Books by Jose Yglesias

A WAKE IN YBOR CITY by Jose Yglesias
FICTION & LITERATURE
Released: Dec. 1, 1998

"Yglesias's grasp of immigrant family dynamics is masterly, but the stylistic assurance and narrative economy displayed in his mature fiction (Double Double, 1974, The Truth About Them, 1971, etc.) are only faintly adumbrated by this less even apprentice work."
The "thirty-fifth anniversary edition" (really, now) of the late Cuban-American writer's 1963 debut novel—an authoritative though imperfectly constructed story set in Tampa's Latino section (Ybor City) in 1958, on the eve of the Cuban Revolution. Read full book review >
THE GUNS IN THE CLOSET by Jose Yglesias
FICTION & LITERATURE
Released: Oct. 1, 1996

"It is useful to have his stories collected in one volume, but it's also clear that Yglesias was always a more effective writer when he worked on a larger canvas."
A posthumous gathering of tales by the noted Cuban-American writer (The Old Gents, see below). Read full book review >
THE OLD GENTS by Jose Yglesias
FICTION & LITERATURE
Released: Oct. 1, 1996

"An unsatisfyingly abrupt ending can't dim the glow of the low-key pleasures to be had here."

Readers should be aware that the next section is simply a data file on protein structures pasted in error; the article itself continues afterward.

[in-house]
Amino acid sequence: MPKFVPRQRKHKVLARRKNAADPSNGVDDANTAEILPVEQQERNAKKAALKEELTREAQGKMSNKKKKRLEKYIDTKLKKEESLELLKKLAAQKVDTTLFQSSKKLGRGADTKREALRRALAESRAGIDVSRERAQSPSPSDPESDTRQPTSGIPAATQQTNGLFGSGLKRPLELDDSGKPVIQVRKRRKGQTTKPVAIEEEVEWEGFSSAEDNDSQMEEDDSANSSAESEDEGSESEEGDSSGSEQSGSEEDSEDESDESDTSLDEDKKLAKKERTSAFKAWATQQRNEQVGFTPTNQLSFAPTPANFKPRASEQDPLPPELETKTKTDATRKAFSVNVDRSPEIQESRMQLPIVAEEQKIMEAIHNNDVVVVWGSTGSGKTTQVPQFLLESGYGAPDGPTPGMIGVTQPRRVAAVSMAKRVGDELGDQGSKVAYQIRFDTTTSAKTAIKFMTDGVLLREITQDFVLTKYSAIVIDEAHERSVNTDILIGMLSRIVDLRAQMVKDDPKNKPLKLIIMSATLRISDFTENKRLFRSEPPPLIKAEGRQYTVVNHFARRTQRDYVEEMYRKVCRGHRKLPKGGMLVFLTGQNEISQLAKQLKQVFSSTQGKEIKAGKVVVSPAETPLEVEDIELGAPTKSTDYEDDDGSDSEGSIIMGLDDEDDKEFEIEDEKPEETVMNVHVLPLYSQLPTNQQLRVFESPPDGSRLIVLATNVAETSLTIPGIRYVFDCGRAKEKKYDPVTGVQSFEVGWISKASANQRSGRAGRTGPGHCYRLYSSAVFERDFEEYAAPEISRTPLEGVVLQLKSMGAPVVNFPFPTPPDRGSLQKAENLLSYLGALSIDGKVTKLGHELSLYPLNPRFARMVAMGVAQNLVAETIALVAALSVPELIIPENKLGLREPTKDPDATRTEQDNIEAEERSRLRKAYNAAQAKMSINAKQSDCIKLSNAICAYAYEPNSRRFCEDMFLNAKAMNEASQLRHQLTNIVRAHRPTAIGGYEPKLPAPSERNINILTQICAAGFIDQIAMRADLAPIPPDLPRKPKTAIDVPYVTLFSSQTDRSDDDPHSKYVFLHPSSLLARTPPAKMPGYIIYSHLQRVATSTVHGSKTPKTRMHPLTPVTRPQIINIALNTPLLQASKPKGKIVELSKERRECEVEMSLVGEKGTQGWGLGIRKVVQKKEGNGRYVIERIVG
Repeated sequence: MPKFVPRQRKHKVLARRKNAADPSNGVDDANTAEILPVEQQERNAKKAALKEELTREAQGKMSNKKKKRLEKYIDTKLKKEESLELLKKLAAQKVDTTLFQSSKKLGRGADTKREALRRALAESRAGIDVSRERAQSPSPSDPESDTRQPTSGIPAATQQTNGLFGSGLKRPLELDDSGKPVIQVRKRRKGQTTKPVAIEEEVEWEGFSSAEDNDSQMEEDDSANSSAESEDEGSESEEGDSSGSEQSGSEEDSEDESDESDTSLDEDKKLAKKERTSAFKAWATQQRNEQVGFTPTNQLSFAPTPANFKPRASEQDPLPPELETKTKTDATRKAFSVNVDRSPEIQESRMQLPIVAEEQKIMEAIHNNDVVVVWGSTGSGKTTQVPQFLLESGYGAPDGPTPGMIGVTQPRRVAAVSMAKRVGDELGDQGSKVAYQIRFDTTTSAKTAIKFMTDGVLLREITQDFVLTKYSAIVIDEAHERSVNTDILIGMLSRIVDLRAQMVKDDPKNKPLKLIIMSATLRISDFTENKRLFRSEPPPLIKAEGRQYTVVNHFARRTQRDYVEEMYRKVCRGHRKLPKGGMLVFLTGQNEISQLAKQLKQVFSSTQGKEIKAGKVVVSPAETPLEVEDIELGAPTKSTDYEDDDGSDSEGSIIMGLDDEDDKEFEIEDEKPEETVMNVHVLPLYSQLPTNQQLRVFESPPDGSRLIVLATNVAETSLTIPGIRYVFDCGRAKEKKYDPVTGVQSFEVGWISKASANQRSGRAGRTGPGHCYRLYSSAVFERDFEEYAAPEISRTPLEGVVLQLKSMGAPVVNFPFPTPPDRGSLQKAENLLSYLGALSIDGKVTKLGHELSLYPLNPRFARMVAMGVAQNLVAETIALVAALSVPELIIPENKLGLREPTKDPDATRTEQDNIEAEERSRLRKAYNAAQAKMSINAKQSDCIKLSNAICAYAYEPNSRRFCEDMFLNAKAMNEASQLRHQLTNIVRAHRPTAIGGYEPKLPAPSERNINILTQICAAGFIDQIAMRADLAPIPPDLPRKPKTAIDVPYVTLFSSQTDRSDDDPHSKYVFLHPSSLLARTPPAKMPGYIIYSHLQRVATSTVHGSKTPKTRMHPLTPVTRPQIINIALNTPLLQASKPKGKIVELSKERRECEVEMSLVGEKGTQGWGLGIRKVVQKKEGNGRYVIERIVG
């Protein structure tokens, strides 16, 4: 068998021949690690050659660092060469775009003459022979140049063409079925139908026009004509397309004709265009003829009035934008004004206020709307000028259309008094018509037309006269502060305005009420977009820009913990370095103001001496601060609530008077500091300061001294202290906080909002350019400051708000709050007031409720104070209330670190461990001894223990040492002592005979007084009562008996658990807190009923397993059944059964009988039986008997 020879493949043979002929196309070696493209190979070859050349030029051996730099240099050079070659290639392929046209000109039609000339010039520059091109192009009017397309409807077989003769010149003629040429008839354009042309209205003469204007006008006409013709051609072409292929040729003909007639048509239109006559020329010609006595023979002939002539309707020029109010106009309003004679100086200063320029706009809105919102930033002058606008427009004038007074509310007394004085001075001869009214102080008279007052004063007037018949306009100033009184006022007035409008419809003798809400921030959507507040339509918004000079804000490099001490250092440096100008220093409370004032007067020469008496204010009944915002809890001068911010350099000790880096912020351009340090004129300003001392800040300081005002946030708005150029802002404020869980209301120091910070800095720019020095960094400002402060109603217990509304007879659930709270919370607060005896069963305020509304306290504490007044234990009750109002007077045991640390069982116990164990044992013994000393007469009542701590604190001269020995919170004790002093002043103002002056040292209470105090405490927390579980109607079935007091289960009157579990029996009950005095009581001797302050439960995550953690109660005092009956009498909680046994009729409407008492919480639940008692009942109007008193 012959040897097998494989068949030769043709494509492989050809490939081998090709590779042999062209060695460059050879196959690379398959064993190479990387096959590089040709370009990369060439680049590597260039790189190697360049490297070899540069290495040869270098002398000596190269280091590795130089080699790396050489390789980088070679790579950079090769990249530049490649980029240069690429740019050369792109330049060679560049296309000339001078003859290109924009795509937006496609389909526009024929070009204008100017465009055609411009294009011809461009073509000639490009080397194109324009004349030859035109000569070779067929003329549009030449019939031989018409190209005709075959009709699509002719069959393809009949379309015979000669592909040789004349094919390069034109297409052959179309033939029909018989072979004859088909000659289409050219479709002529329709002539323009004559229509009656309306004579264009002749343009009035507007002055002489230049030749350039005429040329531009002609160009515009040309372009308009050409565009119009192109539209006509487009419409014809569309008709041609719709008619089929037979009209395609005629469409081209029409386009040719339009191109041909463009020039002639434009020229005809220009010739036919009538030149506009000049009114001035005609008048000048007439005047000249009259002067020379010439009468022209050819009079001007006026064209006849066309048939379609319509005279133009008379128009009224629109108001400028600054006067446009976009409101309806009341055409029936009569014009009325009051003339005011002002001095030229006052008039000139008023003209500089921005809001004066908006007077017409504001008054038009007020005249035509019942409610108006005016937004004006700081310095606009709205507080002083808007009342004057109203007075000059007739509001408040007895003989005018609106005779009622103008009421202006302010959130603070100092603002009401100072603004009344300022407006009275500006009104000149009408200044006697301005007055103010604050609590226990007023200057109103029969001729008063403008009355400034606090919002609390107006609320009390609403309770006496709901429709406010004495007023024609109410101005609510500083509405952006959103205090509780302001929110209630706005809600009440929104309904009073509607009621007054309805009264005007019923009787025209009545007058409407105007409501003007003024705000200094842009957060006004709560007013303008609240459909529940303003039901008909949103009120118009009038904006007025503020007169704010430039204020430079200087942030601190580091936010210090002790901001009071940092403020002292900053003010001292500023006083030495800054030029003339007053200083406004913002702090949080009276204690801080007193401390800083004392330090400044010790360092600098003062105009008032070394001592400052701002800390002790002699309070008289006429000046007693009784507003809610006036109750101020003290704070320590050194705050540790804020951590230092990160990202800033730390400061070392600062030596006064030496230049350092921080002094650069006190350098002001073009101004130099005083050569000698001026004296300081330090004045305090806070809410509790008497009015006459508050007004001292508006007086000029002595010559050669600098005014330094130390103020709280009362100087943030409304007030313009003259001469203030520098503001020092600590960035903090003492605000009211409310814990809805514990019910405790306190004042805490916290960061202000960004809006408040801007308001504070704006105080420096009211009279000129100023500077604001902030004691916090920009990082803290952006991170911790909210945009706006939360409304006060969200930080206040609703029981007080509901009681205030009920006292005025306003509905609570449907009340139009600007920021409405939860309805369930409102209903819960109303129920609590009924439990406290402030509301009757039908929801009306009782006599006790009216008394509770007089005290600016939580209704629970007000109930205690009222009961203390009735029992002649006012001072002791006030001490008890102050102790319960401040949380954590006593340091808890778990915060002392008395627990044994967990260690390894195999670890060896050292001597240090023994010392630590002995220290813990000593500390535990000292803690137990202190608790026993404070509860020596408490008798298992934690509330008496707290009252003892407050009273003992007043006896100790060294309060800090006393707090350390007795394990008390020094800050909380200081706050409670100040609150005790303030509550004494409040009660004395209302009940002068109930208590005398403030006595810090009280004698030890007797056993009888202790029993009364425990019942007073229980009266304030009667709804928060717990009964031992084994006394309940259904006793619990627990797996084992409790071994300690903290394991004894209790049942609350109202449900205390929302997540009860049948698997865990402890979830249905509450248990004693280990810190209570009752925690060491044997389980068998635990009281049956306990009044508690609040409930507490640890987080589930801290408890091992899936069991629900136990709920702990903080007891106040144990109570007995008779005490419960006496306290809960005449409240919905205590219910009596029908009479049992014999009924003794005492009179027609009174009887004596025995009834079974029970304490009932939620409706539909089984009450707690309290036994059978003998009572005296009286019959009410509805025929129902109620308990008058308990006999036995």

Yglesias's last novel, published by the same house that has recently issued the Break-In (p. 259) and a collection of the author's stories (see above). Read full book review >
BREAK-IN by Jose Yglesias
FICTION & LITERATURE
Released: April 1, 1996

"In bringing this defiant old wreck to a recognition of what he has in common with a confused black kid, Yglesias has fashioned a novel that some may dismiss as simplistic; others, though, will discover that it both moves them and makes them think."
A hard-won lesson in race relations and an appealing character study are the distinguishing features of the absorbing and entertaining latest from the author, Tristan and the Hispanics (1989), etc. Seventy-two-year-old widower Rudy Pardo, a retired fire chief, lives just ``uptown'' from Tampa's Latino community, a comfortable distance from his annoyingly helpful older sisters Lucinda (and her pathetic, unemployable son ``Little Stevie'') and ``liberal'' Connie (and her ``communist'' husband). Read full book review >